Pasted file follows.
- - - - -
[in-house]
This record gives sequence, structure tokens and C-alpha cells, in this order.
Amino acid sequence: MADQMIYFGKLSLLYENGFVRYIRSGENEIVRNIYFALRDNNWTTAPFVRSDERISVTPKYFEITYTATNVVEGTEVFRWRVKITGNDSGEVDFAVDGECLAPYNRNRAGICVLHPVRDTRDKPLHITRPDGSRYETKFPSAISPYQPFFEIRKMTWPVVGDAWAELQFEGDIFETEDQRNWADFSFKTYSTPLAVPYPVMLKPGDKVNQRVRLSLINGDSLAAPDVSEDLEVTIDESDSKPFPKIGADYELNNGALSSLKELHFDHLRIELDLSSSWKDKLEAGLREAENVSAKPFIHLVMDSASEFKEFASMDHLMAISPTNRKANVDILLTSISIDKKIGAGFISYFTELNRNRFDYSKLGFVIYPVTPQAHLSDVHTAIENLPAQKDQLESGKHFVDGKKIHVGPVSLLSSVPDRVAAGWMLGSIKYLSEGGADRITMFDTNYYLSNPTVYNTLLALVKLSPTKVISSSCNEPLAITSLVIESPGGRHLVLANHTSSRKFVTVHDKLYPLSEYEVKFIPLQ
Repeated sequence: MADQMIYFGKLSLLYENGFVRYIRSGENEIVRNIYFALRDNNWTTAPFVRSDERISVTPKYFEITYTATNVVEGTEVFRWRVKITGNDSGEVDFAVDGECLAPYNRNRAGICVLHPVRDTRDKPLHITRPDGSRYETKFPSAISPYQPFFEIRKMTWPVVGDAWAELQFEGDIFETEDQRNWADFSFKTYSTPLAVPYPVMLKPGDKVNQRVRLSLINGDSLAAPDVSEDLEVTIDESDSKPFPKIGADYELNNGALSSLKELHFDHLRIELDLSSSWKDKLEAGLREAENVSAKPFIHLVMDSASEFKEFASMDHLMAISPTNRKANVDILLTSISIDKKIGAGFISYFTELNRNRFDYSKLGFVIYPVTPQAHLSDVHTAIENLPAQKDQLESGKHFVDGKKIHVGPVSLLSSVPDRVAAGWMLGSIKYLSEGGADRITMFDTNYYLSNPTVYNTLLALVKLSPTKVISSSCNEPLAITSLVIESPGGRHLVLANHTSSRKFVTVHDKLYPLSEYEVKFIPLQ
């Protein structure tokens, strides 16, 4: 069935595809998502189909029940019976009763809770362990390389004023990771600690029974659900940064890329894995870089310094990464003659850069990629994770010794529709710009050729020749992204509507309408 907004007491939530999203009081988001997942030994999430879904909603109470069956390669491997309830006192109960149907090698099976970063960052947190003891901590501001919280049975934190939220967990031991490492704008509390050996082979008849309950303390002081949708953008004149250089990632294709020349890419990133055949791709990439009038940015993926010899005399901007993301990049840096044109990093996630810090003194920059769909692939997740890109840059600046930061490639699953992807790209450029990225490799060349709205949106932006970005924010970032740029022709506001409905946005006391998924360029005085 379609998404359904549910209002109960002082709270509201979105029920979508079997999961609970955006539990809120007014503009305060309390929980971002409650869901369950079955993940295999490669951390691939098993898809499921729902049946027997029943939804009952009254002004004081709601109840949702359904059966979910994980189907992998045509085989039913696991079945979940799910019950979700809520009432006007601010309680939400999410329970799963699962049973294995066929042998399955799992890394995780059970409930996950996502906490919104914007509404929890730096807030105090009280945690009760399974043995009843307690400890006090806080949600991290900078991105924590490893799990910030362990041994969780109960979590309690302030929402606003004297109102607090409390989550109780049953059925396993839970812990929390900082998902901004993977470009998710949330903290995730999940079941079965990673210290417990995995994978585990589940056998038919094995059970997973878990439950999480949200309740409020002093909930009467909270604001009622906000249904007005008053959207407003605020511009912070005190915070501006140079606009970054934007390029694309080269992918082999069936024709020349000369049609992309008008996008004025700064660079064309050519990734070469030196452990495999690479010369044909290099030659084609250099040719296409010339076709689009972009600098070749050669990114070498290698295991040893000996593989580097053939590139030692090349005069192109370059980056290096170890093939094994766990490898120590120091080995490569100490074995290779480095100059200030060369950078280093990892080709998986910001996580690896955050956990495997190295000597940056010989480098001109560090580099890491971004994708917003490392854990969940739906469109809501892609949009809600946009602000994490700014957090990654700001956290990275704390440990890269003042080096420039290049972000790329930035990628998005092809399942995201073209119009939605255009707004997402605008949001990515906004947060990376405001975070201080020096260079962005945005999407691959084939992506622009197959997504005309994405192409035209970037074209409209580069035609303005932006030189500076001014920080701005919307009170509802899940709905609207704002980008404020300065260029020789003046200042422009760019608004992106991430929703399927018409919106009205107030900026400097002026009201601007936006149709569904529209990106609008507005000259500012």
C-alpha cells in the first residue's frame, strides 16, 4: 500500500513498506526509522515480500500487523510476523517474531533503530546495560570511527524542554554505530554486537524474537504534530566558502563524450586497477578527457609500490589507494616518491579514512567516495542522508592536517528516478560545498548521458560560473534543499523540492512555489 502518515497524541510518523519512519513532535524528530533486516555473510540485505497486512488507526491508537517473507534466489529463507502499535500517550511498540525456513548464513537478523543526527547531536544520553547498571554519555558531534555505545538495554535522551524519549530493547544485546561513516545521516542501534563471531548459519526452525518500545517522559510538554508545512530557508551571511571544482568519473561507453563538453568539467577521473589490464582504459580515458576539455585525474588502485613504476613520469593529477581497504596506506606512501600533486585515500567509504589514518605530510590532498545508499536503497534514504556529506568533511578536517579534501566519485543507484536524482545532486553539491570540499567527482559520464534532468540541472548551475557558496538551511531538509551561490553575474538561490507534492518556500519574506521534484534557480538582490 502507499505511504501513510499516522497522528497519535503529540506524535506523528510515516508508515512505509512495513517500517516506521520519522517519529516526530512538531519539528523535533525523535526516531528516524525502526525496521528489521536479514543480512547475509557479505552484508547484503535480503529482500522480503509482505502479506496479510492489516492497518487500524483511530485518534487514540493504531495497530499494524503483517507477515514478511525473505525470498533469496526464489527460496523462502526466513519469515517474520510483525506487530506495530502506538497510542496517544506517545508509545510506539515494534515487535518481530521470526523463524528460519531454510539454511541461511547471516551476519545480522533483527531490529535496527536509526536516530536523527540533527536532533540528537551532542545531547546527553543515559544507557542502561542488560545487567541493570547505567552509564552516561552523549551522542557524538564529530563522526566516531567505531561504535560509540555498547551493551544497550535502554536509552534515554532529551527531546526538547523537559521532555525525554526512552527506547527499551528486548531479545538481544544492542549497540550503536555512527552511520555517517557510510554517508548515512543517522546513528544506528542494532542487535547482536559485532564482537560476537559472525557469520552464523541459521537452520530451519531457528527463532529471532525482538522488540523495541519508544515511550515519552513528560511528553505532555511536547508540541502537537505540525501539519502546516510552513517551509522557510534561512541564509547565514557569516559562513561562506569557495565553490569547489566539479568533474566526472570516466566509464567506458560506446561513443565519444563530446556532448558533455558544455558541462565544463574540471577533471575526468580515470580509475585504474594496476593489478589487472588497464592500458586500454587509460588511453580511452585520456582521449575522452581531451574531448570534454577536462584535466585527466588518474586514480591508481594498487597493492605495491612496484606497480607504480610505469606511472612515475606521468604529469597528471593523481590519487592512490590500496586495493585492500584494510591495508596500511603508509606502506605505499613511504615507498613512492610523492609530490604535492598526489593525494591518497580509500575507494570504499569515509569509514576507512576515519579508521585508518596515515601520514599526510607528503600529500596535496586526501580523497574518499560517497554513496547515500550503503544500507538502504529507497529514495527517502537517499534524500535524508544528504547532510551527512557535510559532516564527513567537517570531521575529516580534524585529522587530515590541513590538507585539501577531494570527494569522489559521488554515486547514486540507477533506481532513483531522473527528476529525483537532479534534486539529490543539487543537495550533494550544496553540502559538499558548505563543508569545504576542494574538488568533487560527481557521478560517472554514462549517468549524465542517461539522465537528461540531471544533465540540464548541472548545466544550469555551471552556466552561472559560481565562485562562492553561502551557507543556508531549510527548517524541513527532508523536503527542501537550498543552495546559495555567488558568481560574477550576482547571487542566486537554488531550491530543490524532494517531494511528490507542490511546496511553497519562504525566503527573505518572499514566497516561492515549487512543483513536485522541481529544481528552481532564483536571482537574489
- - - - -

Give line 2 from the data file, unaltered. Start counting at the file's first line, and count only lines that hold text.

This record gives sequence, structure tokens and C-alpha cells, in this order.